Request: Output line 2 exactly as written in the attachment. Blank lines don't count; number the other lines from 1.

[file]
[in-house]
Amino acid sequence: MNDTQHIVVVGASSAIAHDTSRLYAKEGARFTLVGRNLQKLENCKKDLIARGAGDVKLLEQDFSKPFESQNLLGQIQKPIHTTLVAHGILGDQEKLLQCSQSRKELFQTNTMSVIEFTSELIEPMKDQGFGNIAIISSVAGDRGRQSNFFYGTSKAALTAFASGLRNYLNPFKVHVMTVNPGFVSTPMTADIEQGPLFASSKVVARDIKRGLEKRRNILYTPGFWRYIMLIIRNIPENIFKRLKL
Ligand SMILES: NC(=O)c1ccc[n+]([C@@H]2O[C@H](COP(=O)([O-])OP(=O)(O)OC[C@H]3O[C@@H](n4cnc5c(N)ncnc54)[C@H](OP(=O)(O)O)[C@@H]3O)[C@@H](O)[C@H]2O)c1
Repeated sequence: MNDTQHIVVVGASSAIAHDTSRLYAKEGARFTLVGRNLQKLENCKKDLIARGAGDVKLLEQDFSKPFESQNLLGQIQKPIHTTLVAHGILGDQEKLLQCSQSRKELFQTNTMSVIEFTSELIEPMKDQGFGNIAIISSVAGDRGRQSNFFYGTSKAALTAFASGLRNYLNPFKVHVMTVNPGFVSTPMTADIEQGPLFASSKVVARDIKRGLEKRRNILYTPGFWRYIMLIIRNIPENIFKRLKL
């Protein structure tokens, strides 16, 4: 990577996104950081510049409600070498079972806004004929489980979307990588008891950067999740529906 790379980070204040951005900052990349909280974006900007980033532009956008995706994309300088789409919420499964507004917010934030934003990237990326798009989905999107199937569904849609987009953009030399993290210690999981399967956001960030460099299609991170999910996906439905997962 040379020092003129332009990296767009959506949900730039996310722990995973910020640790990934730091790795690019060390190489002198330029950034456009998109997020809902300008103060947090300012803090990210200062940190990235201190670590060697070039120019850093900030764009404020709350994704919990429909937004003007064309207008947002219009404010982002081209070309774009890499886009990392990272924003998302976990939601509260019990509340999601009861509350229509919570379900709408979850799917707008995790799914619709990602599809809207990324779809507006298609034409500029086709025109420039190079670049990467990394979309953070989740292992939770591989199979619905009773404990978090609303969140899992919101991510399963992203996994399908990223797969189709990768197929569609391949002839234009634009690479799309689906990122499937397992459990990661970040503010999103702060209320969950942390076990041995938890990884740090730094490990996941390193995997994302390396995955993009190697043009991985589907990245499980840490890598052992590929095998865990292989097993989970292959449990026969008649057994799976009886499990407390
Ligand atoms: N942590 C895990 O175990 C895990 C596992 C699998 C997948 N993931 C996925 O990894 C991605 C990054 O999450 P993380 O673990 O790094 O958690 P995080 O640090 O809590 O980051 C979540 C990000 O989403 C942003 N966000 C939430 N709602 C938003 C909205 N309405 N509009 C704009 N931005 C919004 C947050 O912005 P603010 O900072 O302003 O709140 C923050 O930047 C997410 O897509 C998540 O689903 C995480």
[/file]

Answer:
Amino acid sequence: MNDTQHIVVVGASSAIAHDTSRLYAKEGARFTLVGRNLQKLENCKKDLIARGAGDVKLLEQDFSKPFESQNLLGQIQKPIHTTLVAHGILGDQEKLLQCSQSRKELFQTNTMSVIEFTSELIEPMKDQGFGNIAIISSVAGDRGRQSNFFYGTSKAALTAFASGLRNYLNPFKVHVMTVNPGFVSTPMTADIEQGPLFASSKVVARDIKRGLEKRRNILYTPGFWRYIMLIIRNIPENIFKRLKL